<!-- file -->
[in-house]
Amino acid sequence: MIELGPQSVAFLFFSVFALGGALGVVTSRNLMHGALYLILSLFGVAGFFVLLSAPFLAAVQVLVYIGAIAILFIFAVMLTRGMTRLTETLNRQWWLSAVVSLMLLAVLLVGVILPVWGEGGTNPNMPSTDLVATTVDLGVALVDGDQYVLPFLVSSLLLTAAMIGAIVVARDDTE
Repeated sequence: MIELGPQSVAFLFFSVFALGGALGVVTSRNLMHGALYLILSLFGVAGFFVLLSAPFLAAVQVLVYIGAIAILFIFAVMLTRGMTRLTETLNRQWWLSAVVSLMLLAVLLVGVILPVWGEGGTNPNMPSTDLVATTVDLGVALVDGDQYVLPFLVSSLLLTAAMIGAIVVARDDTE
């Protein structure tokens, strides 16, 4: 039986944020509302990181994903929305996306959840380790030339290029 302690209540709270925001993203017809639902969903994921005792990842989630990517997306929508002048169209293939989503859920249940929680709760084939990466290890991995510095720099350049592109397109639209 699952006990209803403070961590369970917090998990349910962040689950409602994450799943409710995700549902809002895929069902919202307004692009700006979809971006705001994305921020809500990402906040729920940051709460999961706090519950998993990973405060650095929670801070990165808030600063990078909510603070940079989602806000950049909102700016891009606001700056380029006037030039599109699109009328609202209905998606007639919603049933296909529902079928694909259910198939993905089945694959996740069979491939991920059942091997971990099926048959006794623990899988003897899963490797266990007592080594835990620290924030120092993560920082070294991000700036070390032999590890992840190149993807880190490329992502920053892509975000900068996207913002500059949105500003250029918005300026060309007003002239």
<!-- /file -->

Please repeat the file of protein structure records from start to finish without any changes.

[in-house]
Amino acid sequence: MIELGPQSVAFLFFSVFALGGALGVVTSRNLMHGALYLILSLFGVAGFFVLLSAPFLAAVQVLVYIGAIAILFIFAVMLTRGMTRLTETLNRQWWLSAVVSLMLLAVLLVGVILPVWGEGGTNPNMPSTDLVATTVDLGVALVDGDQYVLPFLVSSLLLTAAMIGAIVVARDDTE
Repeated sequence: MIELGPQSVAFLFFSVFALGGALGVVTSRNLMHGALYLILSLFGVAGFFVLLSAPFLAAVQVLVYIGAIAILFIFAVMLTRGMTRLTETLNRQWWLSAVVSLMLLAVLLVGVILPVWGEGGTNPNMPSTDLVATTVDLGVALVDGDQYVLPFLVSSLLLTAAMIGAIVVARDDTE
């Protein structure tokens, strides 16, 4: 039986944020509302990181994903929305996306959840380790030339290029 302690209540709270925001993203017809639902969903994921005792990842989630990517997306929508002048169209293939989503859920249940929680709760084939990466290890991995510095720099350049592109397109639209 699952006990209803403070961590369970917090998990349910962040689950409602994450799943409710995700549902809002895929069902919202307004692009700006979809971006705001994305921020809500990402906040729920940051709460999961706090519950998993990973405060650095929670801070990165808030600063990078909510603070940079989602806000950049909102700016891009606001700056380029006037030039599109699109009328609202209905998606007639919603049933296909529902079928694909259910198939993905089945694959996740069979491939991920059942091997971990099926048959006794623990899988003897899963490797266990007592080594835990620290924030120092993560920082070294991000700036070390032999590890992840190149993807880190490329992502920053892509975000900068996207913002500059949105500003250029918005300026060309007003002239």